Global Economy Crimps Contributions to Developing Nations for Drugs Recently Shown to Curb Spread
Wall Street Journal
By BETSY MCKAY And MARK SCHOOFS
In advance of a major United Nations meeting on the global AIDS epidemic, public-health leaders face a paradox: New evidence suggests the epidemic can finally be controlled, but that would demand increased spending at a time of severe global budget restraints.
Preliminary estimates show that funding from donor nations to fight AIDS in developing nations actually fell in 2010, the first decline ever in the battle against HIV, which currently afflicts 33 million people world-wide.
The U.N. High Level Meeting on HIV/AIDS, to be held June 8-10 in New York, is designed to chart how to fight the disease through 2015. A key point of contention: Whether to set specific targets for how many people to put on AIDS treatment.
Any such targets will not be met unless new money is found to buy medicine for more people after the 2010 funding drop. Last year was “a real decrease,” said Jennifer Kates, director of Global Health and HIV Policy at the Kaiser Family Foundation, which tracks global HIV spending with the Joint U.N. Programme on HIV/AIDS, or UNAIDS.
Ms. Kates declined to provide specific figures, saying they were still under analysis. But she said “a major factor” in the decrease appeared to be the global economic crisis.
Earlier this month, a landmark study proved that AIDS drugs, known as antiretrovirals, not only restore health to people with HIV but also make them strikingly less infectious. Compared with people not yet taking drugs, those on treatment were found to be more than 96% less likely to transmit the virus to their sexual partners.
The study was funded by the U.S. National Institutes of Health and led by Myron Cohen, director of the Institute for Global Health and Infectious Diseases at the University of North Carolina at Chapel Hill.
AIDS experts call treating patients to slow the spread of the epidemic “treatment as prevention.” Combined with other new prevention tools, many scientists believe it could turn the tide on an epidemic that currently infects more than 2.5 million people each year.
At the end of 2009, about 5.2 million people were on treatment, and the world spent about $15.9 billion that year, with a little less than half coming from donor nations, according to UNAIDS and Kaiser estimates. But another 10 million patients needed treatment, and the funding gap exceeded $7.5 billion.
Newer estimates, based on more efficient delivery of care, suggest the gap might be as narrow as $6 billion, according to estimates prepared by a group of prominent HIV experts.
But the global economic slowdown has taken a toll. For the first time, the multinational Global Fund to Fight AIDS, Tuberculosis and Malaria has seen some nations fail to meet their pledges. Italy did not pay anything for 2009 and 2010, and thus is more than $192 million in arrears, according to the Global Fund.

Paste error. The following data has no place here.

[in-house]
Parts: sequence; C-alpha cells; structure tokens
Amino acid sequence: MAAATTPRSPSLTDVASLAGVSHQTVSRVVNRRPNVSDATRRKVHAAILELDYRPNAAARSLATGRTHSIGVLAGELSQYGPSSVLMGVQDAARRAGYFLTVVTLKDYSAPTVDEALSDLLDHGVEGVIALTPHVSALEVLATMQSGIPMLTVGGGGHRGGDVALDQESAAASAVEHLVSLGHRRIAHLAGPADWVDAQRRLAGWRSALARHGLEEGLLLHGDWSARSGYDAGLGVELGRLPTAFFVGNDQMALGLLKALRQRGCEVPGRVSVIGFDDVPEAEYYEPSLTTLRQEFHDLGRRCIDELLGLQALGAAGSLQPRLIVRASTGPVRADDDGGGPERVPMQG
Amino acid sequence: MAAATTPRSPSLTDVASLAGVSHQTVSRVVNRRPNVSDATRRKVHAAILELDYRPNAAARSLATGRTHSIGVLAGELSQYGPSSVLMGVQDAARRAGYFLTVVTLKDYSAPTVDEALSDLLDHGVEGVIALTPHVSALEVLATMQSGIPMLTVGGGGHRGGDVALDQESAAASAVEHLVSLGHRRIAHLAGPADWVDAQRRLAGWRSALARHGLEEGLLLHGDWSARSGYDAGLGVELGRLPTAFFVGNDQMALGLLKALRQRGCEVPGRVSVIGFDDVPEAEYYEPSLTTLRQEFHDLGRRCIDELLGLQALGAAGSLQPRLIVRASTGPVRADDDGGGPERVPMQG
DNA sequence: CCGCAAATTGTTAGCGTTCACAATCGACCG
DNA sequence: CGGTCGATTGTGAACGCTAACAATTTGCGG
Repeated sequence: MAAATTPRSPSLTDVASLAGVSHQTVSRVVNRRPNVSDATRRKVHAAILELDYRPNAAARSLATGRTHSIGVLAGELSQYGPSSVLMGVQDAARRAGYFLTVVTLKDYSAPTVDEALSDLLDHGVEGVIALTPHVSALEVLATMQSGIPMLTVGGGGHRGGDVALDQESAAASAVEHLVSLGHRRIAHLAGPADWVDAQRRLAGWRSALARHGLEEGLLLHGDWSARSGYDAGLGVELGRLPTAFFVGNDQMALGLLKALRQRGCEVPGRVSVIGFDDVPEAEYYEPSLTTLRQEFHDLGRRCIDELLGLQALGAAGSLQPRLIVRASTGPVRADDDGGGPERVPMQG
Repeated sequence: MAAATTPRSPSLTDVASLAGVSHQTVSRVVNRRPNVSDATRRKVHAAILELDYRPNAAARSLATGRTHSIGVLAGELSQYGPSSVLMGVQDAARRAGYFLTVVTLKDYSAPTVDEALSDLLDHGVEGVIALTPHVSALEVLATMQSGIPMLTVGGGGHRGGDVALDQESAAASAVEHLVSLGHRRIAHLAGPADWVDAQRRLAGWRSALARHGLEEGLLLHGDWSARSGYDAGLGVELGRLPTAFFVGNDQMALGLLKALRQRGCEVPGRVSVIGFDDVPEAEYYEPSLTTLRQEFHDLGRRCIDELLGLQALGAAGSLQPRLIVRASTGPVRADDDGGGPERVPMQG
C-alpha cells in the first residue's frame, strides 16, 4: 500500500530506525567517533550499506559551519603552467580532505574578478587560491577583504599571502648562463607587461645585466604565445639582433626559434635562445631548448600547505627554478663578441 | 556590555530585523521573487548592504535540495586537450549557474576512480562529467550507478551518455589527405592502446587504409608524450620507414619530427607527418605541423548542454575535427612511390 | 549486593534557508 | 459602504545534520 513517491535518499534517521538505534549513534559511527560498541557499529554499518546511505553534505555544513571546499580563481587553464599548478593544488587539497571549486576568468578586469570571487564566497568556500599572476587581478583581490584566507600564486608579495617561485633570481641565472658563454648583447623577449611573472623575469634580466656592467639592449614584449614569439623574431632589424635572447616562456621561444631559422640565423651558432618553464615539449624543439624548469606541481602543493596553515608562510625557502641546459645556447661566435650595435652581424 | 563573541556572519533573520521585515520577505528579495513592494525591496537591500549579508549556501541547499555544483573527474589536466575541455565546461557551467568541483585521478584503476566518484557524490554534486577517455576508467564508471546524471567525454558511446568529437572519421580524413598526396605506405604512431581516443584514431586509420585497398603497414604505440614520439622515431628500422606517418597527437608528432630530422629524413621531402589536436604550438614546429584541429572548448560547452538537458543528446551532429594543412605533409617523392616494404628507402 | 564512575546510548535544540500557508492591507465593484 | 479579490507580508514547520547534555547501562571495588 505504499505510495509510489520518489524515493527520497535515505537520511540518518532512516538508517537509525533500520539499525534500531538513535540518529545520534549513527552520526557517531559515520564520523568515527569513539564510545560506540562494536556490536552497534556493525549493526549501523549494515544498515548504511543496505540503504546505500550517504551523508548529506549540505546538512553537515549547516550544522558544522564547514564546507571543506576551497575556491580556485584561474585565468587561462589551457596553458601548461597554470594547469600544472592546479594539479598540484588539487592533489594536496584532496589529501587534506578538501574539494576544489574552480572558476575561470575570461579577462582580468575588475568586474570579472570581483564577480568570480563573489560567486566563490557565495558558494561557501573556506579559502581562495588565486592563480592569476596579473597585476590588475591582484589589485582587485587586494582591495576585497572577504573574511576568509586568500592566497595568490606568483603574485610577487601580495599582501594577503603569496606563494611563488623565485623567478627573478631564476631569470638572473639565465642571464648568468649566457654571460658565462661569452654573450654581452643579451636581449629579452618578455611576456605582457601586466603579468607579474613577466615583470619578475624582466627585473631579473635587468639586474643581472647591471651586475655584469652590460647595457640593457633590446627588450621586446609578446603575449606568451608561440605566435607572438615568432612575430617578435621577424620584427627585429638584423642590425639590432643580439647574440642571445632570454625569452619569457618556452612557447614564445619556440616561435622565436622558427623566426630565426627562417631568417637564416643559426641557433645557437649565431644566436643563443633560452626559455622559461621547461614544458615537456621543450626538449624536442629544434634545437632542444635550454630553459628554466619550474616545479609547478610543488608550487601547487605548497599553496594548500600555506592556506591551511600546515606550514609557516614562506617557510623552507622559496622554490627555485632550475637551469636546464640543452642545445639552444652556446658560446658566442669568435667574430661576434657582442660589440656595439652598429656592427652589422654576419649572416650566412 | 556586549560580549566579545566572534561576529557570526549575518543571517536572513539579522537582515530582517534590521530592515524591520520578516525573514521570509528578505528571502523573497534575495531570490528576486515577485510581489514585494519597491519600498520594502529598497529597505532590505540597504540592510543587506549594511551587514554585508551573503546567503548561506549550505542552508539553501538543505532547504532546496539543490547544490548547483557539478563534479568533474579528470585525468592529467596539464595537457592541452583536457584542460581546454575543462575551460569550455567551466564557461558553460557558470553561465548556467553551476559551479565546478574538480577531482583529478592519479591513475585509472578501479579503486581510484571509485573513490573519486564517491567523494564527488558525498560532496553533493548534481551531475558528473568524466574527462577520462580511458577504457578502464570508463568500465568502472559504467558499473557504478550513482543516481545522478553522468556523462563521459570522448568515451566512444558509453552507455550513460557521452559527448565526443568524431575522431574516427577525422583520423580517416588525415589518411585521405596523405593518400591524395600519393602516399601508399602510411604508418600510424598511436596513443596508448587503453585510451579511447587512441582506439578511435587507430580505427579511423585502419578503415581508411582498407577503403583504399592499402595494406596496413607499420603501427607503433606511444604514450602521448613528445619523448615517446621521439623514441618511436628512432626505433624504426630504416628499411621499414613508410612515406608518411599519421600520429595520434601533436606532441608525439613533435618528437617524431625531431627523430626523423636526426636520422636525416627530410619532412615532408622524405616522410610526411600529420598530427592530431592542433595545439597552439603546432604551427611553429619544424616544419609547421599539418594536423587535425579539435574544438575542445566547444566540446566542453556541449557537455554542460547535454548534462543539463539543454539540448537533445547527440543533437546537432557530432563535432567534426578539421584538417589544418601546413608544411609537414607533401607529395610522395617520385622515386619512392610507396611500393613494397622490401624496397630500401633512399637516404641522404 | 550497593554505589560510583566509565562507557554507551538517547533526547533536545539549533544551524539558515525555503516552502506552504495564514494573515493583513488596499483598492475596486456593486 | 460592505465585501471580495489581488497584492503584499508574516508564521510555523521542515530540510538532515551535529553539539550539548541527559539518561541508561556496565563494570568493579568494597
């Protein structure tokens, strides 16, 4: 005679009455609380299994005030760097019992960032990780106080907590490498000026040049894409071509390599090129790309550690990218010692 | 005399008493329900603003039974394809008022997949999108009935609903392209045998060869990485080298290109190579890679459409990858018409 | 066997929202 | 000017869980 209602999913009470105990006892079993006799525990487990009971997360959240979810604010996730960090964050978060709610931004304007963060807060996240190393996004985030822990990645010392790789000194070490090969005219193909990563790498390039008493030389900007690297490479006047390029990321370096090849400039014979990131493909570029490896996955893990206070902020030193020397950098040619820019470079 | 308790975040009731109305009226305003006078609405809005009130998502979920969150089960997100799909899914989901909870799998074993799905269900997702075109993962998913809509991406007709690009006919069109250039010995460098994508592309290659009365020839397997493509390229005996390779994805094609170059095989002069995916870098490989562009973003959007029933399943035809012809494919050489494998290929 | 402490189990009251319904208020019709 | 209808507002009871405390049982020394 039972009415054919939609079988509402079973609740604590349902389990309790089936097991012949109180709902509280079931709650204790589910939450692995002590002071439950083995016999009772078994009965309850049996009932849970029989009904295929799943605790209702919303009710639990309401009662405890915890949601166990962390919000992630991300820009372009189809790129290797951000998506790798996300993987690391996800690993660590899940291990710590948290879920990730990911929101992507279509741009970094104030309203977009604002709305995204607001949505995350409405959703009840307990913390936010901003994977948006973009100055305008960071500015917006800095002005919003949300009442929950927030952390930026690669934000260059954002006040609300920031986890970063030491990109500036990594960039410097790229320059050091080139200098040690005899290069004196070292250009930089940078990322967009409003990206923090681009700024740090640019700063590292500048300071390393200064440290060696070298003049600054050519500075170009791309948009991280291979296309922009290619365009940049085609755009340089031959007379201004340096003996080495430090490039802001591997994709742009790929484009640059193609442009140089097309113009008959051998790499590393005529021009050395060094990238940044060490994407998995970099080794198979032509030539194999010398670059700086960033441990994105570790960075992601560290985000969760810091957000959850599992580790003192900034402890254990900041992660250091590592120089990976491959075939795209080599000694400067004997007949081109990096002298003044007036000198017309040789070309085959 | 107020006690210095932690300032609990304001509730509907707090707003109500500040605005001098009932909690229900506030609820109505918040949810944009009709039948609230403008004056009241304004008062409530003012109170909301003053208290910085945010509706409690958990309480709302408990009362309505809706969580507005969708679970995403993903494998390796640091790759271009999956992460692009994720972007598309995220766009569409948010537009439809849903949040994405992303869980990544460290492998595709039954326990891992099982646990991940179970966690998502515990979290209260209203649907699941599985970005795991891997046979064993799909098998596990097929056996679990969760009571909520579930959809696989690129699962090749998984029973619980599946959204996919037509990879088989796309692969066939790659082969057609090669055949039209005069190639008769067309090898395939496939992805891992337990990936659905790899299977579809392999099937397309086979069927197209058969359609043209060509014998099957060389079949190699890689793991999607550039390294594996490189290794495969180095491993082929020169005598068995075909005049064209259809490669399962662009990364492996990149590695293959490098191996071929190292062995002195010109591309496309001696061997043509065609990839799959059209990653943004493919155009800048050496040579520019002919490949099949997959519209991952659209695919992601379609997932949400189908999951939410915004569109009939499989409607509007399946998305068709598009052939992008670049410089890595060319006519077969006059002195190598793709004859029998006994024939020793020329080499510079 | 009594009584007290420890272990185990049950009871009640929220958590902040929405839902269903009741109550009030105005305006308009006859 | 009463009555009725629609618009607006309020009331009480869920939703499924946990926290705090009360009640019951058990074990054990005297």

An Italian government official wrote in an email, “Budget constraints have been slowing down the process of paying the amount pledged for the time being. We are also confident that we will be able in the future to increase our contributions.”
The Netherlands reduced its 2010 pledge by about $41 million, citing the economic slowdown, according to spokesmen for the Global Fund and the Dutch Minister of Development Cooperation.
U.S. funding for global AIDS efforts stayed flat, with $6.6 billion appropriated in 2010, according to a Kaiser analysis, and the 2011 budget keeps roughly the same amount of money. The Obama administration has requested $6.9 billion in its 2012 proposed budget, according to Kaiser, an increase of about 4.5%,
The new science has prompted the administration to undertake a “rigorous” internal dialogue to determine what targets and commitments would be needed to get enough people on treatment to reverse the epidemic, and what the U.S. contribution should be, said Eric Goosby, the U.S. Global AIDS Coordinator.
“What I’m now committed to doing is shepherding the dialogue within [the government] quickly,” he said. While the science of how best to implement the new study on the ground needs to be carefully examined, he said, it also “needs to challenge the way we are doing business.”
The U.N. meeting is expected to endorse a declaration setting forth how to combat the epidemic. A major contention, according to people familiar with the negotiations over the declaration, is targets for how many people will be treated. Activists want at least 15 million by 2015.
“The U.S. strongly supports setting ambitious and realistic global goals moving forward,” a U.S. government spokesman said, but did not give a figure.
The U.S. has set its own goal for its money: treating over four million people in poor countries by 2013. The U.S. appears ahead of schedule, with 3.2 million patients on the drugs as of September 2010. Asked Wednesday how many people the U.S. now expects to put onto treatment by 2013 with current budgeting, Dr. Goosby declined to say.